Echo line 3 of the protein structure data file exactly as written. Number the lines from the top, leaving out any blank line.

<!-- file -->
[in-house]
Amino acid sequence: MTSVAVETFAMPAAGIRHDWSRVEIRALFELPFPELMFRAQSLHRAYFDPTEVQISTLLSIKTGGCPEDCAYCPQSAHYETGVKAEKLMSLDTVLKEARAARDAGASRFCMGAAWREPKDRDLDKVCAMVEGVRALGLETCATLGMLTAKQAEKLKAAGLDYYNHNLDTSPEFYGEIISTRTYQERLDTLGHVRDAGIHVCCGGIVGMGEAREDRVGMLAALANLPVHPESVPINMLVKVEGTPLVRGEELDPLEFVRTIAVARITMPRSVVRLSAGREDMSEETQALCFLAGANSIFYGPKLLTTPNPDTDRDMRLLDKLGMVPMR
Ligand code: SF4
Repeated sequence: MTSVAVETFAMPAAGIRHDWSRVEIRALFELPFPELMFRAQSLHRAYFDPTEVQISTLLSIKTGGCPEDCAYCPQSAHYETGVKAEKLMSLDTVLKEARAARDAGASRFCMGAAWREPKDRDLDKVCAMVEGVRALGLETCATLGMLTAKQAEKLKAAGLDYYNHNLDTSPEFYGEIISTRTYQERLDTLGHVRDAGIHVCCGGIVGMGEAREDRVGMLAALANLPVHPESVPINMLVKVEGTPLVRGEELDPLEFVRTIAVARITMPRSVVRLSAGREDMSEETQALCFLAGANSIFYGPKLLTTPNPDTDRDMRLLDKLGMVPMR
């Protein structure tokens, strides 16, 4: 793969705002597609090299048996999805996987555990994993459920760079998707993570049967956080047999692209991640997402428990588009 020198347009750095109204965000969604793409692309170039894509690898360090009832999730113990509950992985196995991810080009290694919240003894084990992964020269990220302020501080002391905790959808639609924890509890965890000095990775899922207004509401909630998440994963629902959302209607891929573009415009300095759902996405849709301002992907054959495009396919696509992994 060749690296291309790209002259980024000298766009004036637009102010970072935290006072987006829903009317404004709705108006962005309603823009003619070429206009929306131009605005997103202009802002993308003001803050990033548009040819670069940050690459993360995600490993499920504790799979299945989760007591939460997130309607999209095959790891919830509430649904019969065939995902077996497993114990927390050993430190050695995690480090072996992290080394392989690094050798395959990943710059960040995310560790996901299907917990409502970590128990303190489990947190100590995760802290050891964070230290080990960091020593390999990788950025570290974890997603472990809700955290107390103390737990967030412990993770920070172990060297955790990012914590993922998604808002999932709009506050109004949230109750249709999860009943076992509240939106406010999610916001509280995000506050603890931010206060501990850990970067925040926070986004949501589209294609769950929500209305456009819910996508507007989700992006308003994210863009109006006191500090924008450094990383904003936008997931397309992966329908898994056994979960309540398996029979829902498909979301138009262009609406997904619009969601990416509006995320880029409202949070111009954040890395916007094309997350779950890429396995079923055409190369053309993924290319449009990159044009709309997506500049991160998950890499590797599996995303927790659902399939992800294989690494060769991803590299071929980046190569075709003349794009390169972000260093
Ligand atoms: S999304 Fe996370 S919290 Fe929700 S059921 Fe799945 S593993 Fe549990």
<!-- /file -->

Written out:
Ligand code: SF4